Vietnamese food deviates from its Indochinese neighbours, compared to, say, Thailand, which offers up copious coconut-creamed based curries and deep-fried snacks doused in sticky sauces. Ultimately, you leave Thailand with sweet chilli running through your veins and oil seeping out of your already sweat-clogged pours.
Vietnam offers up such dishes as marinated barbecued pork or beef, crispy pancakes filled with fresh prawns wrapped up in rice paper and, of course, which epitomises Vietnamese food, the simple yet distinguished noodle-soup, Pho. These are all completed with crunchy, thirst-quenching lettuce leaves, the citrus overtones of cilantro and mouth-cleansing mint leaves, it leaves your body and your palette feeling refreshed and is a relief for rice-bellied backpackers.
Of course, there is the flip (more bloating) side to Vietnamese food which is its French ancestry, likewise to Cambodia and Laos, baguettes (although of a chewier kind to the French) are in abundance, but here they’re filled with an explosion of Asian flavours, or are a superb side-dish to mop up tangy meat juices. Furthermore, coffee shops and bakeries deliver French patisseries no better than France itself and, tender strips of meat served with a nob of melting butter isn’t uncommon, adding further support to the French saying ‘cooking with butter is better’.
The food is regional, and in my opinion, there are dishes in each region that cannot be missed. Here are my personal food highlights, some with photographic evidence, others not (I’d stupidly forgotten my camera those evenings) so my descriptions and your imagination must suffice. I’m not sure whether all these dishes are affiliated with the regions that I ate them in, but where I did have these, I feel you should too.
The prices stated here refer to the exchange rate during my time of travel when 32,000 Vietnamese Dong were equal to one British pound.
Ho Chi Minh City
Pham Ngu Lao district
There are a modest number of street stalls on Biu Vien here are the two dishes to look out for:
Com tâm (30,00 VND) : Sweetly marinated bits of tender pork on a bed of rice served with a sweet and sour fish sauce which had tart pickles floating atop. Enjoyed soaking my meal in this stuff whilst washing it down with refreshing, cold green tea.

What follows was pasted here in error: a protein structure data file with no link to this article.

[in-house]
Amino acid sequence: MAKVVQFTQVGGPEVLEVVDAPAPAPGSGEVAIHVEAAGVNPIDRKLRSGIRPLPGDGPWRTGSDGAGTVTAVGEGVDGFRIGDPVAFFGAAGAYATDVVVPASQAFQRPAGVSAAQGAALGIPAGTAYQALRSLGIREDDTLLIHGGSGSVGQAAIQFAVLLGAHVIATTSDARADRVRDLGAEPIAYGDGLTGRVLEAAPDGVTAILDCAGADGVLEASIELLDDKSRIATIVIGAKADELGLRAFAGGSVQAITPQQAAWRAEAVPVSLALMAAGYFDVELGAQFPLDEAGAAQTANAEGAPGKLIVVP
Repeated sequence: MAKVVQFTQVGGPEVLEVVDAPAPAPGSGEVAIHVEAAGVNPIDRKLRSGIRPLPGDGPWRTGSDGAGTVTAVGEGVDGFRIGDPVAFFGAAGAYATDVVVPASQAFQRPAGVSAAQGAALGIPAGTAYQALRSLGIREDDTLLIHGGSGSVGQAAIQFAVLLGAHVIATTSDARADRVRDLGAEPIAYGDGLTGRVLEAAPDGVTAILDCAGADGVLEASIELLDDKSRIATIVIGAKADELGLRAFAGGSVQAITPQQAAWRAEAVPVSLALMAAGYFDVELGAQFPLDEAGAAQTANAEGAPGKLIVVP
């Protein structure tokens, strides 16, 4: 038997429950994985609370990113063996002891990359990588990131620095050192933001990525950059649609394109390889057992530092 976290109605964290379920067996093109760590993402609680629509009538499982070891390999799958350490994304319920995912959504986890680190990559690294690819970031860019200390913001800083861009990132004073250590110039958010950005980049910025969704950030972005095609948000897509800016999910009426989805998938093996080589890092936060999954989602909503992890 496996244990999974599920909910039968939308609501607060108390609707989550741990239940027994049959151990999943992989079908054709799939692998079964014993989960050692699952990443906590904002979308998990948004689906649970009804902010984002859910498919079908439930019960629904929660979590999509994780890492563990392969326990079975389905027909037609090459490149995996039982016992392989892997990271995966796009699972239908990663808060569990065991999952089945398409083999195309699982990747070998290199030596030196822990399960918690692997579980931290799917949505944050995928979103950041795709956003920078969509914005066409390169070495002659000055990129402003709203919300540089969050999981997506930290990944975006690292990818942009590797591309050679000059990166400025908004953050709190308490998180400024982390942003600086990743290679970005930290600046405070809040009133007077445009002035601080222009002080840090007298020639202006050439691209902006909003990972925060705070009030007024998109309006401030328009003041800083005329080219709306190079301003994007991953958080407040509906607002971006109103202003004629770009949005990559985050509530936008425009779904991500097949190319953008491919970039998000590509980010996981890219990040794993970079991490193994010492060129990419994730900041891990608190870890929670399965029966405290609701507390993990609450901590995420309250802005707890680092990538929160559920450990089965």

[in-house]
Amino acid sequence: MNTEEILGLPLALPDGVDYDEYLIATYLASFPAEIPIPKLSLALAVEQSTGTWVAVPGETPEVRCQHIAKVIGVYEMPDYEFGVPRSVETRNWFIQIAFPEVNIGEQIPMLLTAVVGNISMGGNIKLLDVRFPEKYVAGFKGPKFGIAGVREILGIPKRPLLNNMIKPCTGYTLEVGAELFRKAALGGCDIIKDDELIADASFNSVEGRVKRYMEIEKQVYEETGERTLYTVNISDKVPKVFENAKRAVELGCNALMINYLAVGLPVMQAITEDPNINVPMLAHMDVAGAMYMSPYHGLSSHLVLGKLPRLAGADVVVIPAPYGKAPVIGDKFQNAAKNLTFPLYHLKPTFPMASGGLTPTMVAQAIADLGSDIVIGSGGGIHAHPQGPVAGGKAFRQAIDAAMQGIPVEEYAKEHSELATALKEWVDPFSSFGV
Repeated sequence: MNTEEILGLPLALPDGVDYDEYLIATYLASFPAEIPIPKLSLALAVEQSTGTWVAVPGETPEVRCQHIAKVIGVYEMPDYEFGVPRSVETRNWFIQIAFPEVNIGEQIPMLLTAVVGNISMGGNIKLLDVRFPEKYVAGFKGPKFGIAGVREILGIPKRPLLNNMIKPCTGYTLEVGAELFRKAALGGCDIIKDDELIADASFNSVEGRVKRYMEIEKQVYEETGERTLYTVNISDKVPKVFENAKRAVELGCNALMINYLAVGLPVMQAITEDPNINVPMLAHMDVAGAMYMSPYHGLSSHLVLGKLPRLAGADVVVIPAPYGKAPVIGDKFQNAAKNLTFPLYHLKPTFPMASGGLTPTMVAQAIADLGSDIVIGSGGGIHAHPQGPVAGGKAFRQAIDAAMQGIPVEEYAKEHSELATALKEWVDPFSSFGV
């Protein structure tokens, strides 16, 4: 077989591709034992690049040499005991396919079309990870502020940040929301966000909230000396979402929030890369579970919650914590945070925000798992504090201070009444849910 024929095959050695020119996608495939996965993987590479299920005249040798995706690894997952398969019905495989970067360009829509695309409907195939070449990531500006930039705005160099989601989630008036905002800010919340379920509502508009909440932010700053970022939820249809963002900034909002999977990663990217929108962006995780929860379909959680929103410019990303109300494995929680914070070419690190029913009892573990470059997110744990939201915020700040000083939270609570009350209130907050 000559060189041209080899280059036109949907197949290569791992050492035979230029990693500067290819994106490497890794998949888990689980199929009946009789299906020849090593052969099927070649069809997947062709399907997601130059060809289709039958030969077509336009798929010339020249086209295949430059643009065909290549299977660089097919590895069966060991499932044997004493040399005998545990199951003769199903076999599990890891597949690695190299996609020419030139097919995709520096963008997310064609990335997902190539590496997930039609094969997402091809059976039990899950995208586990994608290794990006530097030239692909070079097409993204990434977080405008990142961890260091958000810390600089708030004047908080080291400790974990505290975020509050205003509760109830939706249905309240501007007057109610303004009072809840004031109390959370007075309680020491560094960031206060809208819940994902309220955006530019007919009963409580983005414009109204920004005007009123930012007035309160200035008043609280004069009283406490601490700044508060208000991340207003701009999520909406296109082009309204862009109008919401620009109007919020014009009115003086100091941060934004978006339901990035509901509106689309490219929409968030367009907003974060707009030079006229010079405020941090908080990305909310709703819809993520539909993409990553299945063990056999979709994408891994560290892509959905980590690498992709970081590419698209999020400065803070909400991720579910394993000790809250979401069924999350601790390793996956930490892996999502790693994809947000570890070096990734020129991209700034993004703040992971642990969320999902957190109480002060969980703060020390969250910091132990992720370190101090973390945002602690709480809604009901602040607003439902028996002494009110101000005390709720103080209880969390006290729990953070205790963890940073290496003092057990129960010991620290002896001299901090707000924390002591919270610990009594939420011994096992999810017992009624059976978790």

Vegetarian Pho (25, ooo VND): I do not know the real Vietnamese term for this dish. This steaming bowl jazzed up a packet of instant egg noodles as they sat in an earthy coloured broth of tofu and mushrooms, which had, soaked within, vegetarian spring-rolls and plenty of spice.
Bánh khọt: If getting a bus to Thap Ba Hot Springs you will have to endure a long sweaty walk from bus-stop to spa, but do not fear, you will pass several of these stalls en route. These are tiny rice-flour pancakes made in miniature clay pots, filled with squid and prawn and served with salad and mint and a spicy, sweet dipping sauce.
Bo Ne (25,000 VND): In Nah Trang town centre one street back from the beach front and down a back alley, I ate this delicious sizzling dish of thinly stripped beef on a layer of fresh tomato sauce, onions and French herbs. A fried egg sizzled on the side with the yolk running into the beef, whilst a dollop of butter slowly melted into the mix, all served in a hot iron cow-shaped plate. This was served with a warm baguette and a crunchy papaya and carrot salad.
I didn’t have my camera at this point in time, but here is a very similar photo I’ve found on Flikr:
At the Old Quarter’s Food Market:
Ban Xeo (Country Pancakes) (10,000 VND a piece): These are crispy pancakes and Xeo refers to the sound when the batter hits the pan (similar to the spitting sound heard when served a plate of Bo Ne). These are stuffed with prawns and beansprouts and served with lettuce, cress and mint leaves. There is a particular way to eat these like the locals, and here’s a visual depiction to show you how:
Sticky Rice Dumpling (10,000) : Not too sure what this was, but I saw it, liked the look of it and ate it…It had the texture of a Crème Caramel, it was the savoury take on another French dessert, the Il Flottante, yet, I was informed, it was made from sticky rice and had been cooked in a banana leaf. This green hued wobbly block was stuffed with pork and vegetables, was served swimming in sweet chilli oil and sprinkled with deep-fried crispy nuggets. I’m not sure if my description sounds tasteful, but I can assure you it was.
If you know the name of this dish, please let me know!
Taken from a Street-side cafe in Hoi-An…
Cao lầu (25,000 VND): firm and chewy noodles with greens, beansprouts, basil, cilantro, mint, chilli and lime in a small amount of thin soy-tasting broth, mixed in with pork and crunchy croutons. This, I can confidently say, IS a Hoi-An speciality so don’t leave without trying!
World- wide Hanoi is known for Pho, huge vats of the stuff squeeze onto the corner of most road-sides. To find out more about Pho click here.
Bún Ốc: Down one of the many alley ways in the Old Quarter, there is a lengthy street-food market. I sat at a table with no other tourists and was served this soup of crushed tomatoes, vermicelli noodles and snails. At first I disliked how the snails were floating in this soup, independent of their shells, but soon enough my tastebuds took over as they were hit with the heat and the herbs to prove that looks are deceiving.
Town Centre next to St Joseph’s Cathedral
Deep-fried Pastries: These cornish-pasty shaped deep-fried delicacies were stuffed with pork mince, served with a thin sweet-sour sauce for dipping, crunchy green mango and of course, mint, cilantro and lettuce.